FTX hacker becomes biggest Ethereum whale

  • The FTX hacker has amassed nearly $300 million worth of Ethereum and could be ready to dump it anytime soon.
  • Amid the FTX collapse, the total number of ETH whale addresses has also dropped to a nine-month low sparking risks of selling pressure.

It seems like the world’s second-largest cryptocurrency Ethereum (ETH) has been caught in the crossfire of the collapse of the FTX exchange and the hacking incident that saw over $600 million worth of assets flown out of the exchange.

As we reported yesterday, the FTX hacker has been amassing ETH worth millions of dollars. The hacker has been converting all of the other stolen assets, including stablecoins, to ETH. As a result, the FTX exploiter has become the largest Ethereum whale holding nearly $300 million worth.

This has led to speculation that if the exploiter decides to cash out all the ETH at once, it could lead to a major ETH price crash. Popular crypto analyst Dylan LeClair reported:

The FTX exploiter, who has been dumping all other drained assets for ETH, is now one of the largest holders in the world, with 228,523 ETH ($284.82m) currently in their wallet. Everyone should keep an extremely close eye on what happens next…

During the hack on November 11, the hacker first received 35,185 PAXG stablecoins via 1000 different transactions. He quickly converted them to ETH. Later, the hacker also received $50 million worth of DAI stablecoins and converted them into ETH. The hacker so far has received nearly a quarter million Ethereum (ETH) coins. On-chain data provider Santiment reports:

This #FTX exploiter address has received funds from 100+ different addresses, with the largest being a total of 100,614 $ETH from address 0x9008d19f58aabd9ed0d60971565aa8510560ab41.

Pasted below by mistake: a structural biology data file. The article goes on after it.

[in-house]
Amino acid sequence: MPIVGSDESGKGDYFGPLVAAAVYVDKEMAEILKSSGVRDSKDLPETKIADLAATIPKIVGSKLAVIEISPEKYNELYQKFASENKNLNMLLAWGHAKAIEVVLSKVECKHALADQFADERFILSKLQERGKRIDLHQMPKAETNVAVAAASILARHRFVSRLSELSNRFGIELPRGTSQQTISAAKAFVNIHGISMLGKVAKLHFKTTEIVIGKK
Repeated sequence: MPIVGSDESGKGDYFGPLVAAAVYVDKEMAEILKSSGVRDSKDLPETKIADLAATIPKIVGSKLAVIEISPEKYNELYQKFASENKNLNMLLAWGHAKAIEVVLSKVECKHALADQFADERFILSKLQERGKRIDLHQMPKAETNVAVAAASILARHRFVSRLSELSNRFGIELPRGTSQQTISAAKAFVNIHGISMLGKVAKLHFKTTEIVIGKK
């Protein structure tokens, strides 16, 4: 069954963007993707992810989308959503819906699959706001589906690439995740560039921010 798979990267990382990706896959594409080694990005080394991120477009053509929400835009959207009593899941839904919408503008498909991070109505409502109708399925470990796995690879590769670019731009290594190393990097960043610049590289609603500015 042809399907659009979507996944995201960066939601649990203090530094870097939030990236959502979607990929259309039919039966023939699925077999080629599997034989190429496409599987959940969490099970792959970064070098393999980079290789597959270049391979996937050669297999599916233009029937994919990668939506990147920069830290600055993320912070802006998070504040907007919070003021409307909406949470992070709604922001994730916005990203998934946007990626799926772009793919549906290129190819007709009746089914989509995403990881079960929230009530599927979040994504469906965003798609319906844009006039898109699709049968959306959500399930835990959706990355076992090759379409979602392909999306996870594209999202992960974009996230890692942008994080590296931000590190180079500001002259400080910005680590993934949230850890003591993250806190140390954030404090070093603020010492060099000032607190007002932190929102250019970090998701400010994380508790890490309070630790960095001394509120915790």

Access to FTX’s cold storage wallets

Dyma Budorin, co-founder and chief executive of blockchain security auditing firm Hacken, told CoinDesk that the exploiter seems to have access to all the cold storage wallets that he exploited. In their investigation of blockchain transactions, Hacken found that the hacker sent the USDT stablecoins to the Tron blockchain multiple times.

However, he was unsuccessful since the wallet didn’t have enough TRX to pay for the transactions. As a result, the exploiter used a verified personal account on the crypto exchange Kraken to send 500 TRX to the compromised wallet address to pay for the transaction costs. However, Hacken was quick to spot this.

Now, since crypto exchange Kraken has strictly implemented its KYC measures, it has details of the personal wallet from where the TRX was sent. Nick Percoco, the chief security officer at Kraken claimed to know the identity of the person.

Coming back to Ethereum (ETH), investors are fearing a major dump could be seen ahead. As of press time, ETH is already trading 3% down at a price of $1,234. On the other hand, the collective ETH holdings of $100K+ Ethereum whale addresses have also dropped to a nine-month low. On-chain data provider Santiment reported:

Ethereum’s 100k+ $ETH addresses have dropped their collective holdings significantly since Nov 4th. Likely related to #FTX address shuffling, this blue line has correlated somewhat with price. But it may be anomalous under these unique circumstances.

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